Technology and The Rise of Myopia; How Our Eyes Will Look in 2050


In 2016, researchers at the American Academy of Ophthalmology published a study predicting that 50% of the world’s population will suffer from myopia (or short-sightedness) in 2050 (1).

While this statistic sounds shocking, it can give us valuable insight into how we can prepare our kids to preserve their eye health in the digital age. Here are a few suggestions.

Why are myopia levels on the rise?

Myopia is a disorder of the eye that affects people’s ability to see distant objects. It most often develops as a result of spending too much time looking at near objects (e.g. a smartphone screen) which puts a lot of strain on our eyes and can cause them to elongate.  This elongation affects the eye’s ability to focus light rays onto the retina, and therefore translate visual information into an image in the brain. This causes far away objects to appear blurry, a telltale sign of myopia. 

As smart devices become more and more integral to our daily lives, we have started to spend more and more time looking at screens, or “near objects”.

It is not uncommon for someone in the developing world to spend eight hours a day at a computer for work or school and then relax in the evenings in front of a TV or smart device. While these devices make life wonderfully convenient and entertaining, they can take a toll on our eye health when used excessively.

As we bring our kids into a world that is becoming increasingly digitalized, it is important that we establish boundaries and teach them how to “switch off”. This will protect not only their eye health, but also the likelihood of them developing a variety of conditions linked to technology, including smartphone addiction and dry eye symptom.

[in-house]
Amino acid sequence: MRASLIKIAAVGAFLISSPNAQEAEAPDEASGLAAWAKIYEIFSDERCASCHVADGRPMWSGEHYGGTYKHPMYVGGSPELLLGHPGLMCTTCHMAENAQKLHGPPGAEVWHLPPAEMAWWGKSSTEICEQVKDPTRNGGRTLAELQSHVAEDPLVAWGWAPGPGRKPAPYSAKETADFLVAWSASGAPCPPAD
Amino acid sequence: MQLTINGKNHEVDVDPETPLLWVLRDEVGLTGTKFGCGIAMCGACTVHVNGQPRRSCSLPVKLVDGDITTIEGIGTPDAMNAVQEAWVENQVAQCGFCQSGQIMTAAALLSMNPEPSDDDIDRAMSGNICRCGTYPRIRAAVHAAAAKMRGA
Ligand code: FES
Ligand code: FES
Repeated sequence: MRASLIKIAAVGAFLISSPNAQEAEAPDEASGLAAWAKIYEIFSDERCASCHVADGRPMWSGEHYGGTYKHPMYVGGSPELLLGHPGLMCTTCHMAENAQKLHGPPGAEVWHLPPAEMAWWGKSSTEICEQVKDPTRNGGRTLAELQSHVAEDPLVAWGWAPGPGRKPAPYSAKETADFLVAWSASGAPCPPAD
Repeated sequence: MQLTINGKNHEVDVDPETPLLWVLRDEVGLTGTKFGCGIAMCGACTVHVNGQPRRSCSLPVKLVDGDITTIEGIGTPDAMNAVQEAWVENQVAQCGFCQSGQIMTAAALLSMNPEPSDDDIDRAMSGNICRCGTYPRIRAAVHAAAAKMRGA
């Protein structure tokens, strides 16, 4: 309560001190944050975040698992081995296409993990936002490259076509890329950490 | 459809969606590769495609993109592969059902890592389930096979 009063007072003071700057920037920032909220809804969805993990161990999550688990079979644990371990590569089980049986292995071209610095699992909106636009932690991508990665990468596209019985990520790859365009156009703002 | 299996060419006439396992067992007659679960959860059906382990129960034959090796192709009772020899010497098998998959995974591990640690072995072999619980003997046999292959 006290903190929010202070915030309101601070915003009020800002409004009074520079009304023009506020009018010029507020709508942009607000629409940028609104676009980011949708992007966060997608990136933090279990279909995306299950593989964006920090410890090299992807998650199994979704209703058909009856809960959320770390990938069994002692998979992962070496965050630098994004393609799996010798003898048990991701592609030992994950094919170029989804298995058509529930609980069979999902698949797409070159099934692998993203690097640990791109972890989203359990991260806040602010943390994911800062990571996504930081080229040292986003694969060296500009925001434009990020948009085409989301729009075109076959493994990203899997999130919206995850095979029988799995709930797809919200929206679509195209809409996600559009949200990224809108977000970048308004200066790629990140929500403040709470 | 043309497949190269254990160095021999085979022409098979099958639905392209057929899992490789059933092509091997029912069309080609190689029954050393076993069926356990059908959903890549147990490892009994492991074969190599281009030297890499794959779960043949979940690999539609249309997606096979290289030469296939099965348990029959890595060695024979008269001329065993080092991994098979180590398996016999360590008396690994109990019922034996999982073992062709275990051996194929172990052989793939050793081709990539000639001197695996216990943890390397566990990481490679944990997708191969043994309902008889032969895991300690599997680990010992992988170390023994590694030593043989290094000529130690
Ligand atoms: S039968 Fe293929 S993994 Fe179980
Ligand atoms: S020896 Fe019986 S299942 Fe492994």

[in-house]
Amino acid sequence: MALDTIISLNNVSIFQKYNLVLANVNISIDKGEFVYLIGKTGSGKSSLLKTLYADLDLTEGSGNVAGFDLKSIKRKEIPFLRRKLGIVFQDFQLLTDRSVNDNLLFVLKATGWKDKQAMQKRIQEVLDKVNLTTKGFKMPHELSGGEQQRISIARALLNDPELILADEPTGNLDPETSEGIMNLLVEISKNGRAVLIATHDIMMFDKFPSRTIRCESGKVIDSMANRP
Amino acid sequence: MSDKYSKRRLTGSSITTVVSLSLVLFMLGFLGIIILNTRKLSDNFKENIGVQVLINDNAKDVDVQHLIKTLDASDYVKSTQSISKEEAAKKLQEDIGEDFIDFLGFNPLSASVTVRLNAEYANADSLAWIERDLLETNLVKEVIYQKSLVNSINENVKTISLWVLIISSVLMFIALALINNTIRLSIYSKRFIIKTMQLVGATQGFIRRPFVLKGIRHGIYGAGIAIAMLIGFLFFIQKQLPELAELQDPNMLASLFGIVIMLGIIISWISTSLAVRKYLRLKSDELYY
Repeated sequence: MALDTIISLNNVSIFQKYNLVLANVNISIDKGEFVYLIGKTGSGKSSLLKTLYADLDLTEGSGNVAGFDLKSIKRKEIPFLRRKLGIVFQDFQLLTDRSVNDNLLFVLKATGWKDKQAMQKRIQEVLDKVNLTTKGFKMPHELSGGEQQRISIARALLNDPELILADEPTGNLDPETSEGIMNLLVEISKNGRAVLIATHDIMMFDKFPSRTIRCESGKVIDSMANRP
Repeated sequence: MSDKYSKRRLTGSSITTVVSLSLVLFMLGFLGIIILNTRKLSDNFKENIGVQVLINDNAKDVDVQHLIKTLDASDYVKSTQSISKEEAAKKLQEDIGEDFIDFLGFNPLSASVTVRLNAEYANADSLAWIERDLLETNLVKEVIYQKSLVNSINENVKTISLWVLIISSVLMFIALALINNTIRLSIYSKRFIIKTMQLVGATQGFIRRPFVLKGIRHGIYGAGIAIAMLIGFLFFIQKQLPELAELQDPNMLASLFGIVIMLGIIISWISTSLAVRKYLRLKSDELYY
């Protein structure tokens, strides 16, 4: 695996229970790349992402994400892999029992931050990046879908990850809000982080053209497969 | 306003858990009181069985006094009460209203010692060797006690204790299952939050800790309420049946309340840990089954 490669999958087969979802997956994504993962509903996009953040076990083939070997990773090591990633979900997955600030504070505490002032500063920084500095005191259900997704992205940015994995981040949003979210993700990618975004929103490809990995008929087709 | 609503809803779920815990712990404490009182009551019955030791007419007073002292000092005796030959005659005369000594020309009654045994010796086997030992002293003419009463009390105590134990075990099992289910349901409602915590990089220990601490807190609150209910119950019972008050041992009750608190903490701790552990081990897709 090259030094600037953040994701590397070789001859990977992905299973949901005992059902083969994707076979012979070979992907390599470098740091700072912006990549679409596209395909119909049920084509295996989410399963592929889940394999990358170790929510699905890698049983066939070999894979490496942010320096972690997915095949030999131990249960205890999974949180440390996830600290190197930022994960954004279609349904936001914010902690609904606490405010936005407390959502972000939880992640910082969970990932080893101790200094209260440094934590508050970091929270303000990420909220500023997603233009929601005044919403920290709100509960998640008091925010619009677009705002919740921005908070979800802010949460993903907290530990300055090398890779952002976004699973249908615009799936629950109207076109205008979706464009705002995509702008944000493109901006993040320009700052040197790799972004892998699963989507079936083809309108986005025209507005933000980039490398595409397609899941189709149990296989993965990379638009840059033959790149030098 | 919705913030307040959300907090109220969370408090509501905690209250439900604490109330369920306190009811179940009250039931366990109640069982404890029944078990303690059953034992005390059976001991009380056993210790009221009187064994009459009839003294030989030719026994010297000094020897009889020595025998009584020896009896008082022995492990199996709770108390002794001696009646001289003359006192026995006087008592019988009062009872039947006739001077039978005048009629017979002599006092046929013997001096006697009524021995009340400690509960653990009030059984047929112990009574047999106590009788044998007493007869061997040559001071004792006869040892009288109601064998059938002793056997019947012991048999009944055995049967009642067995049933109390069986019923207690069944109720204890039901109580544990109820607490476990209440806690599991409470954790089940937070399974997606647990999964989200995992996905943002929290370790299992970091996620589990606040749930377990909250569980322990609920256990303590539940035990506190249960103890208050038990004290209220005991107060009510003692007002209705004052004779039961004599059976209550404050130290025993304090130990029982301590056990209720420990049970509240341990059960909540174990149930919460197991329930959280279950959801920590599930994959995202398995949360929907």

How can I protect my kids from developing myopia?

Myopia typically develops between the ages of 7 and 13 (2). This means that teaching your child how to protect their eyes now will save them a whole lot of pain in the future.

So how can you establish a healthy relationship with technology in your child? Here are three top tips:

1. Regular breaks 

Encourage your kids to take a screen break every 30 minutes. As mentioned earlier, excessive screen time and near work activity are contributing factors of myopia. Regular eye breaks can help reduce the strain and stress on the eye.

To save having to monitor your child 24/7, download plano. This parental control app runs in the background of their smart device and reminds them to take a break every half an hour.

2. Take them outside

Research shows that spending at least 2 hours outdoors  is linked to reduced levels of myopia in children (see figure 1).  You can go for family walks or even sign them up to weekly activities, such as soccer lessons or forestry school.

Figure 1: link between light exposure and change in axial length of eye [1].

3. Visit the optometrist regularly

When left untreated, myopia can develop into high myopia which sometimes results in complete vision loss. For this reason, optometrists recommend getting your kids eyes tested at least once a year.

Not good at keeping track of doctor’s appointments? No problem! Plano’s inbuilt eye check system keeps track of past trips to the optometrist and reminds you when it’s time to go again.

Why it’s important to protect your kids from myopia.

Being a parent in the 21st century is no easy task. It sometimes feels as if we must be on our toes 24/7 to ensure our kids develop into happy and healthy people. While it may seem that eye health is just another worry to add to the long list of parental responsibilities, taking action now will make life easier for you and your kids in the future.

And rest assured that you’re not alone! plano will help you every step of the way, whether it’s keeping track of your child’s screen use, or reminding you when to see the optometrist, plano has it under control!

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